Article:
Pot=kettle=black

I’ve put a lot of attention into the latest book I’ve read.  Maybe my focus on this text is ill-advised, since the class I’m reading it for is available only as a credit/no-credit course.  Still, this book keeps speaking to me even days after I’ve finished it.

The book is called Plurality and Ambiguity: Hermeneutics, Religion, Hope by David Tracy.  I won’t go into the full content of the book.  If you’re interested, see the link above.  It’s expensive for a paperback, but the content is dense – there’s a lot crammed into the small packaging.

One of the things that’s jumped out of the page and landed in my brain is a statement Tracy makes in the book about the argument between theists and scientific non-theists (my language, not his).  He talks about argument as an interruption of the flow of conversation.  Tracy doesn’t mean interruption in a negative sense.  Interruption in this case is about argument – a process that helps us distance ourselves from the conversation in order to employ various methods and explanations in order to make ourselves clear.  Argument, Tracy maintains, is sometimes necessary for real conversation.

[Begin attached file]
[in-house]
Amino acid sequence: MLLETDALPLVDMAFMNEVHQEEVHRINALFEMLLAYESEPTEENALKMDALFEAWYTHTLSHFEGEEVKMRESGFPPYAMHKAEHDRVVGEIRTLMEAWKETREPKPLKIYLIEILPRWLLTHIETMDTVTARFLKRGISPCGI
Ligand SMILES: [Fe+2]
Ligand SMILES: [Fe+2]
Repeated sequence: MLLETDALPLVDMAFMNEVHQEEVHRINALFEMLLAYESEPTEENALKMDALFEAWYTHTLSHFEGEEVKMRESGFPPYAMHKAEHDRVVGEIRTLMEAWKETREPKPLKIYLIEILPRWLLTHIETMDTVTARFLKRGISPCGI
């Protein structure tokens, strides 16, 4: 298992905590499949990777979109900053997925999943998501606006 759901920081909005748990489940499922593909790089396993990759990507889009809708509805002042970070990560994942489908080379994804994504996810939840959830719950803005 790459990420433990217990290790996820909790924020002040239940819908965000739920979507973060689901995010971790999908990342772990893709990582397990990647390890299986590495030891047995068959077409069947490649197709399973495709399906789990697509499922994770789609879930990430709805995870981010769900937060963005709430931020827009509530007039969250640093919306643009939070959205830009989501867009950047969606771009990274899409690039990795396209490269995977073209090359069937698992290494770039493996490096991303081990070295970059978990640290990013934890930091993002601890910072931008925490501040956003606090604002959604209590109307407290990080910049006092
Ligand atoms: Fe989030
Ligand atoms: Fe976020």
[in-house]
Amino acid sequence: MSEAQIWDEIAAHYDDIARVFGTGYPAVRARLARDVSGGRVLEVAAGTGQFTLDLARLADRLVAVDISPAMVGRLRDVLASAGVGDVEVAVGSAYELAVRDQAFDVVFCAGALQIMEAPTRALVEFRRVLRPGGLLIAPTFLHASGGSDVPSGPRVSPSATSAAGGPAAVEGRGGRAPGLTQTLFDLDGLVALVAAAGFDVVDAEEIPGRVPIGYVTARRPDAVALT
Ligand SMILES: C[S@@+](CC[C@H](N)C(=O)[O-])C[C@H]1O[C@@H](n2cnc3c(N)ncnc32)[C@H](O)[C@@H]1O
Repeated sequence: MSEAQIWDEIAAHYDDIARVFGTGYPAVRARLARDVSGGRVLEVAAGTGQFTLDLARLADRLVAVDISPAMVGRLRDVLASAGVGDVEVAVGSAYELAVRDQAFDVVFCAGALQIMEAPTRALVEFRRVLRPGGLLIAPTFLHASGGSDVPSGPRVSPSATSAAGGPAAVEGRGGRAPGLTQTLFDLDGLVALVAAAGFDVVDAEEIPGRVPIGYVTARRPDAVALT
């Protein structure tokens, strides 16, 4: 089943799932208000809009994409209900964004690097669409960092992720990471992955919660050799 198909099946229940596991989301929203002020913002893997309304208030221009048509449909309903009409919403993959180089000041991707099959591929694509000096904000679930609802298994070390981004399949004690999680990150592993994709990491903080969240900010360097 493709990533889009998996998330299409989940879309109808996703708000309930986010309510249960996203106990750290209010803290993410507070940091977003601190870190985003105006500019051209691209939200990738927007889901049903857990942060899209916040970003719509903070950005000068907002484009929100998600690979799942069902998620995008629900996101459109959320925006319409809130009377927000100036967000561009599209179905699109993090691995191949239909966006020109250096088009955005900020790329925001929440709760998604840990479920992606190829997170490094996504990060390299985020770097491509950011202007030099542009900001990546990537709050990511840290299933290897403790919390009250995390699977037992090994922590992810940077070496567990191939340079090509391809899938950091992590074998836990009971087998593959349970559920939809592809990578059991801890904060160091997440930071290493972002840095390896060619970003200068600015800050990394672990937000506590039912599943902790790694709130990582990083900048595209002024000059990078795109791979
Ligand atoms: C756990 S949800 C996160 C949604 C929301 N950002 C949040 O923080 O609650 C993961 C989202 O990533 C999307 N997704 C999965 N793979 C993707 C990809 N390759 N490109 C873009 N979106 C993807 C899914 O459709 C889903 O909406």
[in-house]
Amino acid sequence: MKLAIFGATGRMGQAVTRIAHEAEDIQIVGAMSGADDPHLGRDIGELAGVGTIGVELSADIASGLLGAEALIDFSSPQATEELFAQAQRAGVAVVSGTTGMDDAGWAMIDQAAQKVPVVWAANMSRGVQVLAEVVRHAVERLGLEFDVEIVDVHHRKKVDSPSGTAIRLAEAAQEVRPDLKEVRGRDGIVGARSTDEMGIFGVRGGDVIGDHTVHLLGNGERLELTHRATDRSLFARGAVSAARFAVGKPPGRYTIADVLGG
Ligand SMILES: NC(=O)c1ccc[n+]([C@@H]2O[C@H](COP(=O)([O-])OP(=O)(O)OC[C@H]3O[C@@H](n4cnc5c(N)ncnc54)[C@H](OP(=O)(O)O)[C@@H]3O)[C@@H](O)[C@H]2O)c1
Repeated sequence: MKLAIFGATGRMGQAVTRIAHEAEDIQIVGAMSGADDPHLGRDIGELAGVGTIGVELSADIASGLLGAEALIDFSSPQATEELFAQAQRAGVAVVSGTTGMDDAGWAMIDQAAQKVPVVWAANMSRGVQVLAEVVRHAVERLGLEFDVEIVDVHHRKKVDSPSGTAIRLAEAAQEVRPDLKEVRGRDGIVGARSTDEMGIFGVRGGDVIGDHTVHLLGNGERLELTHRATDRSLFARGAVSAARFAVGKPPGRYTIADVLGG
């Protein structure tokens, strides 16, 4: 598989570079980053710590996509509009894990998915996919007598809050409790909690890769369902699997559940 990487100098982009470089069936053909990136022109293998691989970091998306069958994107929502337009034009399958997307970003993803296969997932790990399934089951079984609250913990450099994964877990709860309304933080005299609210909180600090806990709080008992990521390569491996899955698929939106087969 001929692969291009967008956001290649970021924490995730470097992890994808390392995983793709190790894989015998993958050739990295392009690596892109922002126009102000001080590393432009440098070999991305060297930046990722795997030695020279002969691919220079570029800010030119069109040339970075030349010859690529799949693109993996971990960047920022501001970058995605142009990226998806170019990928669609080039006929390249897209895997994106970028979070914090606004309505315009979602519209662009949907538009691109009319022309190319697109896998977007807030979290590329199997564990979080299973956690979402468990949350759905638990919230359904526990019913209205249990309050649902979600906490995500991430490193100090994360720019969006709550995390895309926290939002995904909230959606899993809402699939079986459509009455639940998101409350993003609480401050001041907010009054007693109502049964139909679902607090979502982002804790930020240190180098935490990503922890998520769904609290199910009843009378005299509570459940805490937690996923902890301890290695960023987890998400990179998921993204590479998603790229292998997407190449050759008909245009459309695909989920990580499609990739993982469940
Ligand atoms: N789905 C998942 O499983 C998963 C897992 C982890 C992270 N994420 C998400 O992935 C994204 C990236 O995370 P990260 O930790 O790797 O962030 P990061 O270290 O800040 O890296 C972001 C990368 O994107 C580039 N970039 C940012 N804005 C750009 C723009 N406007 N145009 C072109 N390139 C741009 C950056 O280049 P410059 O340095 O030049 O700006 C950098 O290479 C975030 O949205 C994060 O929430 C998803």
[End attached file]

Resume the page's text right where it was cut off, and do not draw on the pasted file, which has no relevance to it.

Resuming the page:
The reason I’ve been thinking so much about this is because I’ve spent too much time of late trawling around various websites, many of which are maintained by atheists, anti-theists, and anti-Christians.  I don’t have too much of a problem with any of those folks believing what they believe.  I’d certainly never try to force them to believe what I believe.  Apart from that being a rather fascist thing to attempt, it simply wouldn’t even work.  It’s none of my business, really, how God speaks or doesn’t speak to others, or even whether others believe (fundamentalist arguments about the Great Commission notwithstanding).  No, the problem I have with some of the websites I’ve run across is this ironic insistence that theism is untrue (or a blatant lie, as some of them say) – ironic because they are completely unwilling to entertain the possibility that they are wrong.  That’s the functional definition of fundamentalism, isn’t it?

Anyway, many of these sites insist that theism (usually Christianity in particular) is foolish, because science “has disproven” the truth-claims of the great religions.  I put “has disproven” in quotes, not only because that’s the verbatim language many atheists use in order to make their claim, but also simply to stress the grammatical use of the perfect tense:  this disproving has taken place in the past and has continuing effects into the present.  In other words, the matter is settled.

This strikes me as bizarre, given how much acid many of these folks fling at fundamentalist Christians (to whose tribe I do not happen to belong), because “fundies” tend to say things like, “It’s in the Bible.  I believe it.  End of story.”  Pot, may I introduce Kettle?  Kettle, Pot.  I’m sure you have much to discuss.